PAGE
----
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LWN.Net Celebrates Its 20th Birthday

20 hours 31 minutes ago
Free software/Linux news site LWN.net just celebrated its 20th birthday, with publisher Jonathan Corbet calling the last two decades "an amazing journey." LWN published the first edition of their weekly newsletter on January 22, 1998, and Corbet (who also contributes to the Linux kernel) writes today that "It has been quite a ride. We in the free-software community set out to change the world, and we succeeded beyond our wildest expectations." Here's how he described their second edition the next week... We were arguably helped by the lead news in that edition: Netscape's decision to open-source its "Communicator" web browser. That quickly brought the world's attention to open-source software, though that term would not be invented for a few months yet, and to Linux in particular. LWN was a shadow of what it is now, but it was evidently good enough to ride on that wave and establish itself as a part of the Linux community. Corbet reviews the highlights. ("Companies discovered our little hobbyist system and invested billions into it, massively accelerating development at all levels of the system...") But he also adds that "Through all of this, we also got to learn some lessons about successfully running a community information source on the net." For the last 16 years the site has supported itself with $7.00-a-month subscriptions, offering early access to their Weekly Edition plus subscriber-only mailing lists, "allowing our content to quickly become part of the community record." Plus, through events around the world, "we have met -- and become friends with -- many of our readers and many people in the community as a whole. This community is an amazing group of people; it has been a honor and a joy to be a part of it..." "The free-software community's work is not done, and neither is ours. "

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EditorDavid

Kano Computer Kit Complete review: A fun DIY 'laptop' that teaches kids to build PCs and code

20 hours 35 minutes ago

Make your own laptop. Learn to code. Hack Minecraft. The tantalizing promise of Kano’s Computer Kit Complete ($250 at Target and Kano’s website) is made clear right on the front of its brightly colored packaging. This charming kit for kids contains everything you need to build a Raspberry Pi 3-powered PC, explaining the basic concepts behind every step of building a computer, then seals the deal with a friendly operating system designed from the ground up to teach children the thought processes crucial to coding. And every step is fun!

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Brad Chacos

Apple may be close to launching its HomePod speaker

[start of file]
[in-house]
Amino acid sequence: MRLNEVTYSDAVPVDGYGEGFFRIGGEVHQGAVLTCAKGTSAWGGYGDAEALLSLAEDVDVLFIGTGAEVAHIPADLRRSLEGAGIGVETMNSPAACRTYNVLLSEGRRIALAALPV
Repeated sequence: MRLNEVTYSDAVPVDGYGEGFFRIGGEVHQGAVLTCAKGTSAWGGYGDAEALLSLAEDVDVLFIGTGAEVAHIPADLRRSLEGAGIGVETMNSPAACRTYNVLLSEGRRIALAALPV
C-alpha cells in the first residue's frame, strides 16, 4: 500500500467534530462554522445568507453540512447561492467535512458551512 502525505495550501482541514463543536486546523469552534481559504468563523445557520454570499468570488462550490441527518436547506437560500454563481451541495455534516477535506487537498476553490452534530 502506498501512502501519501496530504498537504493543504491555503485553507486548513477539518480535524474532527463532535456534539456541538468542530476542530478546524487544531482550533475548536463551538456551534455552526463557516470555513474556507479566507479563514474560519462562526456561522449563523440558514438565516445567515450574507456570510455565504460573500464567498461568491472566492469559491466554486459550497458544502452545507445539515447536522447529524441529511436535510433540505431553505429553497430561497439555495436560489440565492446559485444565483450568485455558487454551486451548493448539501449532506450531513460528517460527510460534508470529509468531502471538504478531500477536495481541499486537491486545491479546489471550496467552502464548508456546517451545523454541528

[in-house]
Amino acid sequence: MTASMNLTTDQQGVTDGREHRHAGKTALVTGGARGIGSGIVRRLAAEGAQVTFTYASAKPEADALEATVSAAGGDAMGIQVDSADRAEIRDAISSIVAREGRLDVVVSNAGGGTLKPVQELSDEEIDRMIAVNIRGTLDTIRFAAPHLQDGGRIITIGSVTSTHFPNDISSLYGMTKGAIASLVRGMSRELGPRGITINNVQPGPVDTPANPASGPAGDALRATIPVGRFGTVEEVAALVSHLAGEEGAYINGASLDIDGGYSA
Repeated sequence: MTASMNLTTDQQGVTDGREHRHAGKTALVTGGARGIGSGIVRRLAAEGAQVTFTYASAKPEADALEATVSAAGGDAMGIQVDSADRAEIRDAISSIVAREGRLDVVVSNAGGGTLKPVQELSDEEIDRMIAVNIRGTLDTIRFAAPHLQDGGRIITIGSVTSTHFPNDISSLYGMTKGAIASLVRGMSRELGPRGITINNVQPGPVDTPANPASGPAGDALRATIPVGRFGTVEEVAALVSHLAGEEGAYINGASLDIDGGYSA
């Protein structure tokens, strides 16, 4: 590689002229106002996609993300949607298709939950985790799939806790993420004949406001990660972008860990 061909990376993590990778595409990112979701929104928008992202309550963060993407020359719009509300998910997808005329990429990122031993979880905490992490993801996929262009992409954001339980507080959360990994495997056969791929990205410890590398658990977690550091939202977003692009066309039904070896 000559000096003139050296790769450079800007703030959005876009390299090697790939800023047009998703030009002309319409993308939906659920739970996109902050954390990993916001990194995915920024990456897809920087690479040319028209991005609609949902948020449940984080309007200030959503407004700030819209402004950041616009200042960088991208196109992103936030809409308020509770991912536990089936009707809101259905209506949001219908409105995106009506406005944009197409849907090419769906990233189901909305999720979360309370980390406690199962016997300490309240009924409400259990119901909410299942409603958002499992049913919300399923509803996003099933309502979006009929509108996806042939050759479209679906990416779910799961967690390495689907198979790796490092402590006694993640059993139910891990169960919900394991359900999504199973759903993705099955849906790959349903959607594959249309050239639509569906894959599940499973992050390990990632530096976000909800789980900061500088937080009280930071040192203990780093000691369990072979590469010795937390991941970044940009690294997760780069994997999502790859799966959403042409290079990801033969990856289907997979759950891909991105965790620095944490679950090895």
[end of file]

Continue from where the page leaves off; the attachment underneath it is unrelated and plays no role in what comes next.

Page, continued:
22 hours 45 minutes ago
Apple's HomePod has been sitting in limbo for the better part of a year, but a few new clues suggest that it's on the cusp of launching -- and hint at what it can do. To begin with, the HomePod recently received FCC approval. The filing itself does...

Linus Torvalds Calls Intel Patches 'Complete and Utter Garbage'

1 day ago
An anonymous reader writes: On the Linux Kernel Mailing List, Linus Torvalds ended up responding to a long-time kernel developer (and former Intel engineer) who'd been describing a new microcode feature addressing Indirect Branch Restricted Speculation "where a future CPU will advertise 'I am able to be not broken' and then you have to set the IBRS bit once at boot time to *ask* it not to be broken." Linus calls it "very much part of the whole 'this is complete garbage' issue. The whole IBRS_ALL feature to me very clearly says 'Intel is not serious about this, we'll have a ugly hack that will be so expensive that we don't want to enable it by default, because that would look bad in benchmarks'. So instead they try to push the garbage down to us. And they are doing it entirely wrong, even from a technical standpoint. I'm sure there is some lawyer there who says 'we'll have to go through motions to protect against a lawsuit'. But legal reasons do not make for good technology, or good patches that I should apply." Later Linus says forcefully that these "complete and utter garbage" patches are being pushed by someone "for unclear reasons" -- and adds another criticism. The whole point of having cpuid and flags from the microarchitecture is that we can use those to make decisions. But since we already know that the IBRS overhead is huge on existing hardware, all those hardware capability bits are just complete and utter garbage. Nobody sane will use them, since the cost is too damn high. So you end up having to look at "which CPU stepping is this" anyway. I think we need something better than this garbage.

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EditorDavid

Sphero cuts jobs and refocuses on education

1 day 1 hour ago
Sphero was supposed to have a banner holiday with a slew of toys themed around Star Wars, Cars 3 and Spider-Man on top of its own self-branded creations. However, things turned out very differently. The company has confirmed to TechCrunch that it rec...